The Cooperative Recovery Initiative (CRI) was established in 2013 to restore and recover federally listed threatened or endangered species on national wildlife refuges and surrounding lands. It funds on-the-ground conservation projects that provide high conservation benefits.
Credit: Terry Tollefsbol/USFWS.
Biologists at Red Rock Lakes National Wildlife Refuge in southwest Montana are working with landowners and partners to ease the movement of grizzly bears in the Greater Yellowstone Ecosystem while reducing causes of human-bear conflict. The project team will implement conflict abatement measures, education and improve riparian corridors in sage-steppe landscape.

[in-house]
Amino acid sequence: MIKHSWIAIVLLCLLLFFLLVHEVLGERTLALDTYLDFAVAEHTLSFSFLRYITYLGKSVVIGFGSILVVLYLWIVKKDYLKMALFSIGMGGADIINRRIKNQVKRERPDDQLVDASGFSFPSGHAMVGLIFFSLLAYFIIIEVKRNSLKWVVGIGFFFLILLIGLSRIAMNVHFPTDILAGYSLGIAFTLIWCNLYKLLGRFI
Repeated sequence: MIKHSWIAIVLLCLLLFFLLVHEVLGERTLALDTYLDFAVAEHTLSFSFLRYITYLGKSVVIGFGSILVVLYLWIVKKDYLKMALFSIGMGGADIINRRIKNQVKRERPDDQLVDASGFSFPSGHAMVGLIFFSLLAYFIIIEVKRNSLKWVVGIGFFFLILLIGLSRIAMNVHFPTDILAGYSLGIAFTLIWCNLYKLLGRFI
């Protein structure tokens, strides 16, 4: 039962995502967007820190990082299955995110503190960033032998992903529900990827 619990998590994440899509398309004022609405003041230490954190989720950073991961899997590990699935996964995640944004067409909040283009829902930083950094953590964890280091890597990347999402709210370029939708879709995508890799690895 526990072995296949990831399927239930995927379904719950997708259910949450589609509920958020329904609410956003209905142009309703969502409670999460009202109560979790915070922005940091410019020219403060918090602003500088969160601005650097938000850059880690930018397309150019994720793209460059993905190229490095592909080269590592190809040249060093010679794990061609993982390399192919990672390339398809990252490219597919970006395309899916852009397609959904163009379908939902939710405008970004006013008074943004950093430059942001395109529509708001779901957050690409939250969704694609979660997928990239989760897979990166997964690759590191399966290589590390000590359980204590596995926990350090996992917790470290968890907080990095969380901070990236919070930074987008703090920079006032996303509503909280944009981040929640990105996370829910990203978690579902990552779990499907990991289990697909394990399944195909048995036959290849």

One of 16 Projects Receiving Funding for Endangered Species Recovery Efforts on Refuges
Since 2013, the U.S. Fish and Wildlife Service has funded 57 projects totaling $23.2 million through the Cooperative Recovery Initiative. In 2016, $6.86 million was provided to 16 projects across 27 states for recovery of some of the nation’s most at-risk species on or near national wildlife refuges. Besides the Yellowstone grizzly, species to benefit from funding include piping plover, freshwater mussels and bull trout.